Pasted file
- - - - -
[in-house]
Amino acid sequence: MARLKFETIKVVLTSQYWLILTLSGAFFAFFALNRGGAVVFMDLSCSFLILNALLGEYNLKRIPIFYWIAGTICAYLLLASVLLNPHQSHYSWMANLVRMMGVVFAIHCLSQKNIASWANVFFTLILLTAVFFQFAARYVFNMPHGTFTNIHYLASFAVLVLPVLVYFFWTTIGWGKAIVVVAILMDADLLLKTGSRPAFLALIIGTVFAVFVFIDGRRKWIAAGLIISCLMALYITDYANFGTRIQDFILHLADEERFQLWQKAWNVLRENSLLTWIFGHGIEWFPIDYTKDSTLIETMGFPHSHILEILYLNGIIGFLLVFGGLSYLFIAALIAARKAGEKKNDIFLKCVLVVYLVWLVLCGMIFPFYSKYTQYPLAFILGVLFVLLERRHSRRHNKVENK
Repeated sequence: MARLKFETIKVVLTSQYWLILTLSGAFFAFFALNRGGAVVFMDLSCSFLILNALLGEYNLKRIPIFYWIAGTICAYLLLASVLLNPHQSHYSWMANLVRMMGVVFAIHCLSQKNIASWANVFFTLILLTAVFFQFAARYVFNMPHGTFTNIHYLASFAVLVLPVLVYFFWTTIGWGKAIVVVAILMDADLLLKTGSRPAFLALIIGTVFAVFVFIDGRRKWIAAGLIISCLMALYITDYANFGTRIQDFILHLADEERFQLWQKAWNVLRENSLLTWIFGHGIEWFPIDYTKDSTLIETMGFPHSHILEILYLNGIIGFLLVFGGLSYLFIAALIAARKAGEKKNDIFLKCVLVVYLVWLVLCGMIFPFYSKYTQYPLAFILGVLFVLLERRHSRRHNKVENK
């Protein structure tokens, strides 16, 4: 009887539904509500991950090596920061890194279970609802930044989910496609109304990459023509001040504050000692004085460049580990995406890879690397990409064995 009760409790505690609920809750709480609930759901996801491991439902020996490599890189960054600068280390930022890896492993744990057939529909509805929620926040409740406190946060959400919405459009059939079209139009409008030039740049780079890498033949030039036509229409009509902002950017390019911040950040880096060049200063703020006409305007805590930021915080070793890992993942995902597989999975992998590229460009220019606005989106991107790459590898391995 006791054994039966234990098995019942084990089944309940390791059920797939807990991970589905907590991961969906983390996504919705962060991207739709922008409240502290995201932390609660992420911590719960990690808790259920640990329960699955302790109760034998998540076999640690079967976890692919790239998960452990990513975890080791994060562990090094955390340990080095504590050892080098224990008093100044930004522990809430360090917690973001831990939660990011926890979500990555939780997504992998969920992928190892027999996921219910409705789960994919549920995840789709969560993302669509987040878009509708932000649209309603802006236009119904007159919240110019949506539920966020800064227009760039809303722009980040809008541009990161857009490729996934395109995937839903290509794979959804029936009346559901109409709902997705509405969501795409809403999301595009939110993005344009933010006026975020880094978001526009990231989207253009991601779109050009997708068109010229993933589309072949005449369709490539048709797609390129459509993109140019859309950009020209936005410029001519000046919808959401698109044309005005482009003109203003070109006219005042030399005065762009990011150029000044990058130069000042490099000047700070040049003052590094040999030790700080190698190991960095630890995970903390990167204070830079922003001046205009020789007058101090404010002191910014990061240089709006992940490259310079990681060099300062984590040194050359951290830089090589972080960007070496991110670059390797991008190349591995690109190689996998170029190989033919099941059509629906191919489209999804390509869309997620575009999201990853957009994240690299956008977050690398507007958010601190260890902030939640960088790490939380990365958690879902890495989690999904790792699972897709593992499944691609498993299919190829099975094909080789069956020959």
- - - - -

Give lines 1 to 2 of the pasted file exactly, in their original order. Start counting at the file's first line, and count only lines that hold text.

[in-house]
Amino acid sequence: MARLKFETIKVVLTSQYWLILTLSGAFFAFFALNRGGAVVFMDLSCSFLILNALLGEYNLKRIPIFYWIAGTICAYLLLASVLLNPHQSHYSWMANLVRMMGVVFAIHCLSQKNIASWANVFFTLILLTAVFFQFAARYVFNMPHGTFTNIHYLASFAVLVLPVLVYFFWTTIGWGKAIVVVAILMDADLLLKTGSRPAFLALIIGTVFAVFVFIDGRRKWIAAGLIISCLMALYITDYANFGTRIQDFILHLADEERFQLWQKAWNVLRENSLLTWIFGHGIEWFPIDYTKDSTLIETMGFPHSHILEILYLNGIIGFLLVFGGLSYLFIAALIAARKAGEKKNDIFLKCVLVVYLVWLVLCGMIFPFYSKYTQYPLAFILGVLFVLLERRHSRRHNKVENK